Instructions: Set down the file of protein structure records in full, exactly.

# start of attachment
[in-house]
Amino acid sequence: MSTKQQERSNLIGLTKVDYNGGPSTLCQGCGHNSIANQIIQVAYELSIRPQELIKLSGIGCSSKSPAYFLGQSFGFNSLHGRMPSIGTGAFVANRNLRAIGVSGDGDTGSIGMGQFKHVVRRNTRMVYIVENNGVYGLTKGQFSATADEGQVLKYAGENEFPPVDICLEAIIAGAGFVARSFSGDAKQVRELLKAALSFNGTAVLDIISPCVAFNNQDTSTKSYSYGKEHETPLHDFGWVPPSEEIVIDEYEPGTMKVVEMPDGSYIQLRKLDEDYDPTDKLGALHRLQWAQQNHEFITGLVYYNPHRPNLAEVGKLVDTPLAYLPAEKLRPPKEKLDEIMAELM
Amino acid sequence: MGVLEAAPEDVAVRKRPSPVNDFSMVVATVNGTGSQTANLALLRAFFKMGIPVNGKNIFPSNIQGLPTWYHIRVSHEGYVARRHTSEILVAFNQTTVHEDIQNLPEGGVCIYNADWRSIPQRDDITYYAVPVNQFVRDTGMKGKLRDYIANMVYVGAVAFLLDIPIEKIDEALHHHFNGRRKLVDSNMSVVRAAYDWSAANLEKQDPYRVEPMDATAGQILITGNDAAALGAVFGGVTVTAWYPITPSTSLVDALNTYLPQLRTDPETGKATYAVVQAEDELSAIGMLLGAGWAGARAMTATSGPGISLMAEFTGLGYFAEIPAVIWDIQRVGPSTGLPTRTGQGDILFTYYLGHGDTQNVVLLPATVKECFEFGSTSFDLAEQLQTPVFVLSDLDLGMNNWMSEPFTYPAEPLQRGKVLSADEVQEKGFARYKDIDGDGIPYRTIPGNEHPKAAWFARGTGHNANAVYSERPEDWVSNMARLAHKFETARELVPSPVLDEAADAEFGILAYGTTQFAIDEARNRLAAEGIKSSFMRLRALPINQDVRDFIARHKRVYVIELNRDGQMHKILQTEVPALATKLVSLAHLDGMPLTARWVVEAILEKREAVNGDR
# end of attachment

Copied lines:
[in-house]
Amino acid sequence: MSTKQQERSNLIGLTKVDYNGGPSTLCQGCGHNSIANQIIQVAYELSIRPQELIKLSGIGCSSKSPAYFLGQSFGFNSLHGRMPSIGTGAFVANRNLRAIGVSGDGDTGSIGMGQFKHVVRRNTRMVYIVENNGVYGLTKGQFSATADEGQVLKYAGENEFPPVDICLEAIIAGAGFVARSFSGDAKQVRELLKAALSFNGTAVLDIISPCVAFNNQDTSTKSYSYGKEHETPLHDFGWVPPSEEIVIDEYEPGTMKVVEMPDGSYIQLRKLDEDYDPTDKLGALHRLQWAQQNHEFITGLVYYNPHRPNLAEVGKLVDTPLAYLPAEKLRPPKEKLDEIMAELM
Amino acid sequence: MGVLEAAPEDVAVRKRPSPVNDFSMVVATVNGTGSQTANLALLRAFFKMGIPVNGKNIFPSNIQGLPTWYHIRVSHEGYVARRHTSEILVAFNQTTVHEDIQNLPEGGVCIYNADWRSIPQRDDITYYAVPVNQFVRDTGMKGKLRDYIANMVYVGAVAFLLDIPIEKIDEALHHHFNGRRKLVDSNMSVVRAAYDWSAANLEKQDPYRVEPMDATAGQILITGNDAAALGAVFGGVTVTAWYPITPSTSLVDALNTYLPQLRTDPETGKATYAVVQAEDELSAIGMLLGAGWAGARAMTATSGPGISLMAEFTGLGYFAEIPAVIWDIQRVGPSTGLPTRTGQGDILFTYYLGHGDTQNVVLLPATVKECFEFGSTSFDLAEQLQTPVFVLSDLDLGMNNWMSEPFTYPAEPLQRGKVLSADEVQEKGFARYKDIDGDGIPYRTIPGNEHPKAAWFARGTGHNANAVYSERPEDWVSNMARLAHKFETARELVPSPVLDEAADAEFGILAYGTTQFAIDEARNRLAAEGIKSSFMRLRALPINQDVRDFIARHKRVYVIELNRDGQMHKILQTEVPALATKLVSLAHLDGMPLTARWVVEAILEKREAVNGDR